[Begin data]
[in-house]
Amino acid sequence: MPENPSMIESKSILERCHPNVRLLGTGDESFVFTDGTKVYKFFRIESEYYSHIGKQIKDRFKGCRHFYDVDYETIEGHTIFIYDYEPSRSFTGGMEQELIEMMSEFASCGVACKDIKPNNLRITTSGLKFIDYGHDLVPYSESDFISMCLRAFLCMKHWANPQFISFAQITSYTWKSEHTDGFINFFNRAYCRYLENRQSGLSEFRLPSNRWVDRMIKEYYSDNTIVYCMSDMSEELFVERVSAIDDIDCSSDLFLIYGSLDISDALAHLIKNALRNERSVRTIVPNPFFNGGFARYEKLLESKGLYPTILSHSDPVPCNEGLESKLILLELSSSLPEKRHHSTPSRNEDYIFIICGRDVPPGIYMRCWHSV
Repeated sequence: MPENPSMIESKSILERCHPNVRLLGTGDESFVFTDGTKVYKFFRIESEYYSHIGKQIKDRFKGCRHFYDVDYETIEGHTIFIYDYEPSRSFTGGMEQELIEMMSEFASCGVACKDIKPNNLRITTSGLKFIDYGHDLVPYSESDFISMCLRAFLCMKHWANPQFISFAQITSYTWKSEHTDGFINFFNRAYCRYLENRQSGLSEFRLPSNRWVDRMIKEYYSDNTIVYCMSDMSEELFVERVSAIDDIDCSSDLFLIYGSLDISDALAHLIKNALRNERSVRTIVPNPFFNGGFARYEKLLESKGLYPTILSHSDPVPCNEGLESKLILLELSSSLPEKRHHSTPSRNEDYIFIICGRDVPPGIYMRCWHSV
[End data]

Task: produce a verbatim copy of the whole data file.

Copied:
[in-house]
Amino acid sequence: MPENPSMIESKSILERCHPNVRLLGTGDESFVFTDGTKVYKFFRIESEYYSHIGKQIKDRFKGCRHFYDVDYETIEGHTIFIYDYEPSRSFTGGMEQELIEMMSEFASCGVACKDIKPNNLRITTSGLKFIDYGHDLVPYSESDFISMCLRAFLCMKHWANPQFISFAQITSYTWKSEHTDGFINFFNRAYCRYLENRQSGLSEFRLPSNRWVDRMIKEYYSDNTIVYCMSDMSEELFVERVSAIDDIDCSSDLFLIYGSLDISDALAHLIKNALRNERSVRTIVPNPFFNGGFARYEKLLESKGLYPTILSHSDPVPCNEGLESKLILLELSSSLPEKRHHSTPSRNEDYIFIICGRDVPPGIYMRCWHSV
Repeated sequence: MPENPSMIESKSILERCHPNVRLLGTGDESFVFTDGTKVYKFFRIESEYYSHIGKQIKDRFKGCRHFYDVDYETIEGHTIFIYDYEPSRSFTGGMEQELIEMMSEFASCGVACKDIKPNNLRITTSGLKFIDYGHDLVPYSESDFISMCLRAFLCMKHWANPQFISFAQITSYTWKSEHTDGFINFFNRAYCRYLENRQSGLSEFRLPSNRWVDRMIKEYYSDNTIVYCMSDMSEELFVERVSAIDDIDCSSDLFLIYGSLDISDALAHLIKNALRNERSVRTIVPNPFFNGGFARYEKLLESKGLYPTILSHSDPVPCNEGLESKLILLELSSSLPEKRHHSTPSRNEDYIFIICGRDVPPGIYMRCWHSV